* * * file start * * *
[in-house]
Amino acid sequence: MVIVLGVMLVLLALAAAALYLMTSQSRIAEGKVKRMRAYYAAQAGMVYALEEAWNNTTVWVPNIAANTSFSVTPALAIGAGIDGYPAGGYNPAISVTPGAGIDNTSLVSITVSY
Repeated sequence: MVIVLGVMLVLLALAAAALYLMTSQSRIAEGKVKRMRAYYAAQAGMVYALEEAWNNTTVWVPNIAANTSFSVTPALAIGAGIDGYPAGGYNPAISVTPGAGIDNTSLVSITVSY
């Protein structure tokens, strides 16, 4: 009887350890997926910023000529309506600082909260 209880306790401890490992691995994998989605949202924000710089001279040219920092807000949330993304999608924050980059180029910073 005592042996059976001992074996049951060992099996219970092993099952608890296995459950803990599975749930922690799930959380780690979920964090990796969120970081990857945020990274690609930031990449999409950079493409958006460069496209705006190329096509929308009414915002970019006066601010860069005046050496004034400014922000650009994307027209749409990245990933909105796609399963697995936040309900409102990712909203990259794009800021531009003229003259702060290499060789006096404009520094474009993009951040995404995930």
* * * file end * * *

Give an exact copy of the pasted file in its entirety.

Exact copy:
[in-house]
Amino acid sequence: MVIVLGVMLVLLALAAAALYLMTSQSRIAEGKVKRMRAYYAAQAGMVYALEEAWNNTTVWVPNIAANTSFSVTPALAIGAGIDGYPAGGYNPAISVTPGAGIDNTSLVSITVSY
Repeated sequence: MVIVLGVMLVLLALAAAALYLMTSQSRIAEGKVKRMRAYYAAQAGMVYALEEAWNNTTVWVPNIAANTSFSVTPALAIGAGIDGYPAGGYNPAISVTPGAGIDNTSLVSITVSY
């Protein structure tokens, strides 16, 4: 009887350890997926910023000529309506600082909260 209880306790401890490992691995994998989605949202924000710089001279040219920092807000949330993304999608924050980059180029910073 005592042996059976001992074996049951060992099996219970092993099952608890296995459950803990599975749930922690799930959380780690979920964090990796969120970081990857945020990274690609930031990449999409950079493409958006460069496209705006190329096509929308009414915002970019006066601010860069005046050496004034400014922000650009994307027209749409990245990933909105796609399963697995936040309900409102990712909203990259794009800021531009003229003259702060290499060789006096404009520094474009993009951040995404995930």